A.H. Newman has always been my text of choice on church history. On the name Baptist, I am not sure when it was first coined or by whom. Like the name Chritian in the New Testament, it was prolly coined by our enemies. We did not name ourselves baptist, but took on the name because it included certain parameters, such as the Lordship of Jesus Christ; local church autonomy; baptism by immersion of a believer; and, the sure return of the Lord Jesus Christ to judge the world and reign forever.

I am of the opinion that doctrine was not established in New Testament times by the local body per se, but only in the apostles words. Hence, they had to deal with false teaching. It is the collective word that gives us sound doctrine, and this is what the true belivers sought for the church down through history. Somewhere along the way the name Baptist was applied.

It is in this sense that I would claim the historical connection with the original church, and the ensuing doctrinal continuity.

Is the name Baptist important? I rather think not. Doctrinal purity is essential. Down through history there have been groups of believers who held the essential teaching, whilst deviating on given concepts of theology. This did not detract from their successionism, but simply demonstrated their humanism. In plain words, they were not so "heavenly minded that they were of no earthly value." In this sense "Baptists" have always been, and the trail of blood is secured.

That is my opinion, formed over some 62 years as a pastor, for what it is worth.

Cheers,

Jim

R. L. Vaughn said...

Jim, it's good to hear from you. I was wondering how you're doing.

R. L. Vaughn said...

In his book The Baptist Heritage, Leon McBeth categorizes some historians in the following manner (pp. 49-59).

Outgrowth of English Separatism
Robert A. Baker
Henry M. Dexter
Winthrop S. Hudson
Norman H. Maring
William G. McLoughlin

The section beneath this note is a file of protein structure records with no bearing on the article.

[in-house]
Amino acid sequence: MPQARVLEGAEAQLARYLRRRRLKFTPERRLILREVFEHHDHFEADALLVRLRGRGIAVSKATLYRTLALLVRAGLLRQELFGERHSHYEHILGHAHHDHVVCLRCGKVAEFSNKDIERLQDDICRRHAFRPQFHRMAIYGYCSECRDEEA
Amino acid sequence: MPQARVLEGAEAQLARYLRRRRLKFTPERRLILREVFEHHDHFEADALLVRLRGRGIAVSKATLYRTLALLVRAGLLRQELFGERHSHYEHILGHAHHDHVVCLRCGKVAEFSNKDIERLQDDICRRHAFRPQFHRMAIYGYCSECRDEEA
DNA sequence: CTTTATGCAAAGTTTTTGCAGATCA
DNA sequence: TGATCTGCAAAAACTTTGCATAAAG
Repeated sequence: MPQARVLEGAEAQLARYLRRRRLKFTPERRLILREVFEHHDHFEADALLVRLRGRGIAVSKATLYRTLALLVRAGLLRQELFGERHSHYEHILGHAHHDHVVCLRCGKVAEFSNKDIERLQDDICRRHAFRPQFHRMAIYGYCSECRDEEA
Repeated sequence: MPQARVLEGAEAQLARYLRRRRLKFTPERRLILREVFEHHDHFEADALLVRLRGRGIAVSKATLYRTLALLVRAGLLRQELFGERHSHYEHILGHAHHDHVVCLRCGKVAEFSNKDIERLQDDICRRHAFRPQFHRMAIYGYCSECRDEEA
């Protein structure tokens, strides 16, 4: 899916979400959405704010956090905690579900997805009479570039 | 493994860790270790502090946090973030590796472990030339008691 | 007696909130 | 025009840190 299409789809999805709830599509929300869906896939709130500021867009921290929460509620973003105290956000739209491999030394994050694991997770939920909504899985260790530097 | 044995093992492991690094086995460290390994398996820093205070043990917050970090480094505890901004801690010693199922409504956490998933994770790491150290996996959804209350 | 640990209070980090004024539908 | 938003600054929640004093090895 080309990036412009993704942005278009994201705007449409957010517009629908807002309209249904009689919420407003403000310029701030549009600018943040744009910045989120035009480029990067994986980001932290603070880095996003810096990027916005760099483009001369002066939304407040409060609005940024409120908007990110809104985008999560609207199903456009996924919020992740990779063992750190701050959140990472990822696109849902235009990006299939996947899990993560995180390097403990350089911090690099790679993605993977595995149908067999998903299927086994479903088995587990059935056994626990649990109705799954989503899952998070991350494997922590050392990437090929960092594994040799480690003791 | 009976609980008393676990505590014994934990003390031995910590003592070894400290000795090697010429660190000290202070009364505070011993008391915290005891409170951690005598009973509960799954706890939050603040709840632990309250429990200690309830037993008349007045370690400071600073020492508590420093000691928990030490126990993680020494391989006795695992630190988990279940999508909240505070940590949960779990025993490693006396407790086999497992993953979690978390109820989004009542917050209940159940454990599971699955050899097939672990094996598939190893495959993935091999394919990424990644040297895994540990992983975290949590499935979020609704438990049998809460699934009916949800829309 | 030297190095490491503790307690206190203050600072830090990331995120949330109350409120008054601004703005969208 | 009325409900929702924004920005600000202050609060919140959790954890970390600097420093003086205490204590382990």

Roberet G. Torbet
Barrington R. White
William T. Whitley
William H. Whitsitt

Influence of Anabaptists
William R. Estep
James D. Mosteller
E. A. Payne
A. C. Underwood
Michael Watts

Continuation of Biblical principles
Thomas Armitage
David Benedict
Thomas Crosby
Joseph Ivimey
A. H. Newman
H. C. Vedder

Continuation of Baptist churches
J. M. Carroll
J. M. Cramp
J. R. Graves
G. H. Orchard
D. B. Ray
Adam Taylor

R. L. Vaughn said...

In Baptist Successionism: a Critical View Morgan Patterson uses a categorization not common among some of the others. He presents four categories of successionism (pp. 10-12). I give those below with writers he felt represented those views.

1. Historians who claim a perpetuity of Baptists capable of explicit proof: G. H. Orchard, D. B. Ray

2. Historians who feel a succession of Baptists may not be fully supported by extant historical evidence, but is a reality and a necessity: S. H. Ford (The Origin of the Baptists, South Western Pub., 1860)

3. Historians who contend a Baptist succession is historically demonstrable, but that the validity of Baptists is not dependent on it: T. G. Jones (The Baptists, Judson Press, 1860)

4. Historians who disclaim a continuity of Baptists, but note doctrinal resemblances of historical sects with modern Baptists: H. C. Vedder and Robert G. Torbet

R. L. Vaughn said...

More categorizations of historians

Robert G. Torbet in A History of the Baptists (pp. 18-21, Judson, 1963)

Successionism
William Cathcart
John T. Christian
J. M. Cramp
Thomas Crosby
G. H. Orchard

Anabaptist Spiritual Kinship
Thomas Armitage
David Benedict
Richard B. Cook
A. H. Newman
Walter Rauschenbusch

English Separatist descent
John H. Shakespeare
Augustus H. Strong
Henry C. Vedder
William H. Whitsitt
The implication is that Torbet holds this view.


William H. Brackney in Baptist Life and Thought (pp. 15-21, Judson, 1983)

Early attempts at an "antipaedobaptist" historiography
(Which Brackney believes stops short of successionism)
Thomas Crosby
Henry Denne
Henry D'anvers

Successionism
Thomas Armitage
David Benedict
G. H. Orchard
Robert Robinson

Anabaptist Spiritual Kinship
William R. Estep

English Separatist descent
Champlin Burrage
Henry C. Vedder
Barrington R. White
W. T. Whitley


From The Southern Baptist Convention by Jesse C. Fletcher

Successionism
David Benedict
J. M. Carroll
John T. Christian
Richard B. Cook
Thomas Crosby
J. R. Graves
W. A. Jarrell
G. H. Orchard


John R. Gilpin and Milburn Cockrell -- from my original list -- were "chain-link" successionists. Michael Ivey -- also on that list -- believes in succession, but probably not "chain-link" succession.

Rachael and Travis said...
This comment has been removed by the author.
Rachael Mickel said...

Having read the beliefs of the varying "Baptist" denominations in history that Orchard, Carroll, Graves, and others reference (Montanists, Donatists, Paulicians, Novations, etc, etc, etc), I don't see how they were anything close to Baptist. One or two similar beliefs does not make one a Baptist. We have more in common with just about every other Christian denomination today than the majority of those other so-called Baptists.